Autopolyploidy and allopolyploidy are common in many plants and some animals. Rapid changes in genomic composition and gene expression have been observed in both autopolyploids and allopolyploids, but the effects of polyploidy on proteomic divergence are poorly understood. Here, we report quantitative analysis of protein changes in leaves of Arabidopsis autopolyploids and allotetraploids and their progenitors using isobaric tags for relative and absolute quantitation (iTRAQ) coupled with mass spectrometry. In more than 1000 proteins analyzed, the levels of protein divergence were relatively high (∼18%) between Arabidopsis thaliana and Arabidopsis arenosa, relatively low (6.8%) between an A. thaliana diploid and autotetraploid and intermediate (∼8.3 and 8.2%) in F 1- and F 8-resynthesized allotetraploids relative to mid-parent values, respectively. This pattern of proteomic divergence was consistent with the previously reported gene expression data. In particular, many non-additively accumulated proteins (61-62%) in the F 1 and F 8 allotetraploids were also differentially expressed between the parents. The differentially accumulated proteins in functional categories of abiotic and biotic stresses were overrepresented between an A. thaliana autotetraploid and diploid and between two Arabidopsis species, but not significantly different between allotetraploids and their progenitors. Although the trend of changes is similar, the percentage of differentially accumulated proteins that matched previously reported differentially expressed genes was relatively low. Western blot analysis confirmed several selected proteins with isoforms the cumulative levels of which were differentially expressed. These data suggest high protein divergence between species and rapid changes in post-transcriptional regulation and translational modifications of proteins during polyploidization.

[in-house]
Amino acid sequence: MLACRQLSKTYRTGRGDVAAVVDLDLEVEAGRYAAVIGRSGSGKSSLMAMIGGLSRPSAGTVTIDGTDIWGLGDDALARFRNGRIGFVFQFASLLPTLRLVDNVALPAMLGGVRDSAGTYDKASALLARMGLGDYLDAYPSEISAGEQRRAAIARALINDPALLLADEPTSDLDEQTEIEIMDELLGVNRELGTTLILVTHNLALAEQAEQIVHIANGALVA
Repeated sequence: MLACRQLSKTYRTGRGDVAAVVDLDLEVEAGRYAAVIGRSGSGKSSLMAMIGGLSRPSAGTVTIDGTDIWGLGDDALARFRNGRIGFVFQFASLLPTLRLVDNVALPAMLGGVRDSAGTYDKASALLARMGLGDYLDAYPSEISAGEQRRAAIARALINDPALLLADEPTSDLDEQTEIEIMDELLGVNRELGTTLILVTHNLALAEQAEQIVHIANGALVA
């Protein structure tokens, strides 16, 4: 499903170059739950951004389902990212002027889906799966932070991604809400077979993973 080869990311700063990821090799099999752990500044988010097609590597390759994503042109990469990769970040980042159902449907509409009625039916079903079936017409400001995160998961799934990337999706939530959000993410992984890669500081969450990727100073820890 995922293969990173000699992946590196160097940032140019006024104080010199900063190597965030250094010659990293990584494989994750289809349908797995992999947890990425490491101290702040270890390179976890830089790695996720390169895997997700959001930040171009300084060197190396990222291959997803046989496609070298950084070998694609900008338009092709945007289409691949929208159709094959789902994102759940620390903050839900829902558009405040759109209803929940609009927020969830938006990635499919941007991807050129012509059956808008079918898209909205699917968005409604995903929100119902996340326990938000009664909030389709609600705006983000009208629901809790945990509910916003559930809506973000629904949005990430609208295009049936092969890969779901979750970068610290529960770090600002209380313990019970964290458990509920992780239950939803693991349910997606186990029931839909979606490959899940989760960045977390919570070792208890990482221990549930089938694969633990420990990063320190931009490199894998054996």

Bibliographical noteFunding Information:
We thank James A Birchler for the fluorescence in situ hybridization (FISH) cytogenetics workshop where CZ adapted the FISH methodology for this study and Angela Bardo in the Core Facility of Institute for Cellular and Molecular Biology at The University of Texas at Austin for assistance with fluorescence image analysis. We also thank Xiaoli Shi for helpful discussions to improve statistical analysis of the proteomic data. This study was supported by grants from the Plant Genome Research Program of the National Science Foundation (IOS0733857 to ZJC and ISO0924023 to SPB).
- gene expression